Tackling Tradition for Royal Reputation


This week The Guardian slated HRH Prince William for taking part in a pheasant shooting in Spain, shortly before joining the World Wildlife Symposium hosted by the Zoological Society of London, where the Prince was representing his new conservation charity United for Wildlife.

Game hunting for species like wild boar and pheasant is both a traditional activity and a form of conservation; indeed some consider these species a rural pest. Though whether they are considered a ‘pest’ as a result of encroaching human activities such as agriculture, onto their home ranges, must be considered. In addition, whether the species is native or introduced should also be factored into the discussion.

Field sports (in particular shooting and fishing) can contribute substantially to the conservation of landscape, habitat and wildlife.

Game and Wildlife Conservation Trust

In some areas, as seen in the North of England, game birds like grouse and partridge are bred and released for organised hunts, bringing an additional form of income to many rural regions.

In the past, People for the Ethical Treatment of Animals (PETA) have campaigned against royal shootings, writing a letter to the Duchess of Cambridge to persuade Prince William to stop the practice. 

By Andy Mabbett (Own work) [CC-BY-SA-3.0 (http://creativecommons.org/licenses/by-sa/3.0)], via Wikimedia Commons

By Andy Mabbett (Own work) [CC-BY-SA-3.0 (http://creativecommons.org/licenses/by-sa/3.0)%5D, via Wikimedia Commons

 

Though the hunting of rural game birds in the UK may seem  disproportionate to the killing of Africa’s large mammals, perhaps neither may be justified in any case. Some believe that Prince William’s ‘hypocrisy’ is simply bad PR. However, princess Diana is known to have despised the royals shooting obsession. No matter the vulnerability of the species in question, the desire to hunt and kill an animal for no other gain than your reputation should be frowned upon.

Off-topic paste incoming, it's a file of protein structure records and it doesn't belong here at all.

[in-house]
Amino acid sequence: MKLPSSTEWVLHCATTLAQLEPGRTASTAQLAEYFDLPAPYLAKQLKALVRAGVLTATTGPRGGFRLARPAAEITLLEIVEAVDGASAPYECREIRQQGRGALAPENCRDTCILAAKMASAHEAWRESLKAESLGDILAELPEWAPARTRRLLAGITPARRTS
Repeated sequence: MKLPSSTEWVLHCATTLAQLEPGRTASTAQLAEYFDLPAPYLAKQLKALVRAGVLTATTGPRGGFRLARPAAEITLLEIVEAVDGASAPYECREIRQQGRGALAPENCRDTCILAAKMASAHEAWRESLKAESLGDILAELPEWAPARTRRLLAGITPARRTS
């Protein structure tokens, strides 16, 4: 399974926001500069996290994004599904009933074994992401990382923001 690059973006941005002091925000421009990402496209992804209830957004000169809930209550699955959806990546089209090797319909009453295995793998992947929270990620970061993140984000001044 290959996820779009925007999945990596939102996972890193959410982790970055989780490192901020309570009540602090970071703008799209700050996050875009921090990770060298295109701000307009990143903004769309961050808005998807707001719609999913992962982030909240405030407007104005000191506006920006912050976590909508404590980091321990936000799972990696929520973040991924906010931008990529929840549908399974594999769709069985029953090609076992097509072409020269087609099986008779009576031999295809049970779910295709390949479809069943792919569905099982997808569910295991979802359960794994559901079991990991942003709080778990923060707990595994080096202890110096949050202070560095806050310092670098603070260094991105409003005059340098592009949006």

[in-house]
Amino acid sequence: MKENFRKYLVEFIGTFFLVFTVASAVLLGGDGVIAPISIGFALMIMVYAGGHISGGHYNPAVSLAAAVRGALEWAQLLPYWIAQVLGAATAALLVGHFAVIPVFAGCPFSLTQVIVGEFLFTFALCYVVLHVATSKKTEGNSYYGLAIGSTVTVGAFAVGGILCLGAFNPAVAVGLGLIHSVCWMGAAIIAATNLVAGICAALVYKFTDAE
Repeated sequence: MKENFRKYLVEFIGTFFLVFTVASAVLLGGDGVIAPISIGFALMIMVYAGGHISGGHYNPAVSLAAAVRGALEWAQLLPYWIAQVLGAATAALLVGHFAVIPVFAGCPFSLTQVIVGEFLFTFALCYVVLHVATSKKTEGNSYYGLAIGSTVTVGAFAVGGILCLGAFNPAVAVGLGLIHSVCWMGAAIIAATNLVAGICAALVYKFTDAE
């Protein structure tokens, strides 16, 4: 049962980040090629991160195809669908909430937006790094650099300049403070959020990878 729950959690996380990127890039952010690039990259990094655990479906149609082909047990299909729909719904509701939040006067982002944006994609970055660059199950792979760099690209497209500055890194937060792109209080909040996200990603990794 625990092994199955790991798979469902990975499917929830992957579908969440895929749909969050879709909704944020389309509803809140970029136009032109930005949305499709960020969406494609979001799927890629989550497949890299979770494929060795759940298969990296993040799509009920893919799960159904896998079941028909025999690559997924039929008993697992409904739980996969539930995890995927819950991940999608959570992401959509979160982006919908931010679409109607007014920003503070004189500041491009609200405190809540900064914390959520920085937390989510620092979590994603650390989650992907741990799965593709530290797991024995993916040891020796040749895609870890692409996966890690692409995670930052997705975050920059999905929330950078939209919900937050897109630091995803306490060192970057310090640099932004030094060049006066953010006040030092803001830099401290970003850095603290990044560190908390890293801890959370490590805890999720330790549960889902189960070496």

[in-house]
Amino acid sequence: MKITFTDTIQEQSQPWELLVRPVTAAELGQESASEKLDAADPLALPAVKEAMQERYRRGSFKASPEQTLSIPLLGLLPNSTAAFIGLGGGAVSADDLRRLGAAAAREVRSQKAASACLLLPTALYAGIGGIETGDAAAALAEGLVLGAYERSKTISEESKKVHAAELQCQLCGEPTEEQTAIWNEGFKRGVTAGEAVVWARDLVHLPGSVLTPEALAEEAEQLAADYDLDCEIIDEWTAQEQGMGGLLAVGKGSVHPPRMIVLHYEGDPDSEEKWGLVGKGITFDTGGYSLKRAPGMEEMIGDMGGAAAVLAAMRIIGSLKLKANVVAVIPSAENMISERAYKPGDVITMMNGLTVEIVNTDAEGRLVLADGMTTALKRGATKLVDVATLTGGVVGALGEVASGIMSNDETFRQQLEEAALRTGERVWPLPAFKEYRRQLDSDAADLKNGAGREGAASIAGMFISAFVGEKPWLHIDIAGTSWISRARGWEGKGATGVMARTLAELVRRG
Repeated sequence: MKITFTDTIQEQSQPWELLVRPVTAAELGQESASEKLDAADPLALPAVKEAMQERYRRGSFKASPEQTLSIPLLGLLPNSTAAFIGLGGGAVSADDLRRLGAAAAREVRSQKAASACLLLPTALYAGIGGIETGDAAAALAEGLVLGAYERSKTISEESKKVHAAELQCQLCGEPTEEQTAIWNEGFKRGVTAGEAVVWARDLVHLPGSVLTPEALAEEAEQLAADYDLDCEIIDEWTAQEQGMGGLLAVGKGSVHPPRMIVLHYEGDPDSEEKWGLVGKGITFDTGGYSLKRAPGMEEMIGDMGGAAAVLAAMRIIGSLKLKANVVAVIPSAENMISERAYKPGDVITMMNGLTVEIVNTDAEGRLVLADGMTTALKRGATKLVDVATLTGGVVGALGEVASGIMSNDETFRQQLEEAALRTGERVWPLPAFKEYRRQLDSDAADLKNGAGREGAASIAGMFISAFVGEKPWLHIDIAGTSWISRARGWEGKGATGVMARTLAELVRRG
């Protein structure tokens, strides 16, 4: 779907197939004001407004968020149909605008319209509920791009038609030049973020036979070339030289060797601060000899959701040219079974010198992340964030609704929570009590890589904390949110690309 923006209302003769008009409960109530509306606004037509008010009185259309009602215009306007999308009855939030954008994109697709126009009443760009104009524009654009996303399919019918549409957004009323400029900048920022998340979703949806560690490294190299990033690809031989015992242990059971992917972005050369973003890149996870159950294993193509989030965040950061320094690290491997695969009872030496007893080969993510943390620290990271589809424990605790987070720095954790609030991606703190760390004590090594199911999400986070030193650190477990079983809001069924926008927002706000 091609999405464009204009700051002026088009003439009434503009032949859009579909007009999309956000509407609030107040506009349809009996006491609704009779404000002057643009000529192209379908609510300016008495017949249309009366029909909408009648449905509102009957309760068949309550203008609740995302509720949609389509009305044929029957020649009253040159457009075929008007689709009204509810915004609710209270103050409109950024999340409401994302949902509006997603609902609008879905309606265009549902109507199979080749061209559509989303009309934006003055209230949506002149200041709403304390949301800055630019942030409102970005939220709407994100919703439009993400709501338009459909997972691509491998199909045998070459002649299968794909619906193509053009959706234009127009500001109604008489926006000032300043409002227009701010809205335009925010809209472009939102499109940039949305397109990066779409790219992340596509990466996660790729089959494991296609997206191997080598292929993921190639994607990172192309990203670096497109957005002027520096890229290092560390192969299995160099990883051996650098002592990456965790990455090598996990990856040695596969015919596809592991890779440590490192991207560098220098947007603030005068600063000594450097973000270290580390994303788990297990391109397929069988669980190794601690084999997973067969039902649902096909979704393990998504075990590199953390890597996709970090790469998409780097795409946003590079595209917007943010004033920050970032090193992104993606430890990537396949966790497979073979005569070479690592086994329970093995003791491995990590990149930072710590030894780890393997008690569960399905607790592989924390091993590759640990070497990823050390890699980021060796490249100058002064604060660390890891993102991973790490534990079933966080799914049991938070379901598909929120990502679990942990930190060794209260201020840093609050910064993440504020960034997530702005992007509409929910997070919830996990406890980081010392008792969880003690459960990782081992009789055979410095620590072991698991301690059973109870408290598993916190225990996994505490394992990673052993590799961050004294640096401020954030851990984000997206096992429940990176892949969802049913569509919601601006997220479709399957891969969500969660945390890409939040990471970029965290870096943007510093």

The Department for Environment, Food, and Rural Affairs (DEFRA), in a report about UK game hunting, stated that there is need for better management of game bird populations, as well as better communication between stakeholders of the game industry.

Old habits die hard, but the Symposium held last week called for stricter enforcements on the trade of horns and tusks, which are resulting in the fast demise of elephant and rhino populations, amongst others. Certainly the economic gain from game hunting in the UK versus Africa is very different. 

Managing public attitudes towards animal management still faces challenges, seen recently with the debate on the fate of giraffe Marius. Questions remain about the science of culling, whilst both badgers and foxes have recently faced a controversy of opinions in the media. It is up to science communicators to better present the scientific facts in the face of public outcry, and relay the messages in an honest and meaningful fashion, if we are to look after our nation’s wildlife.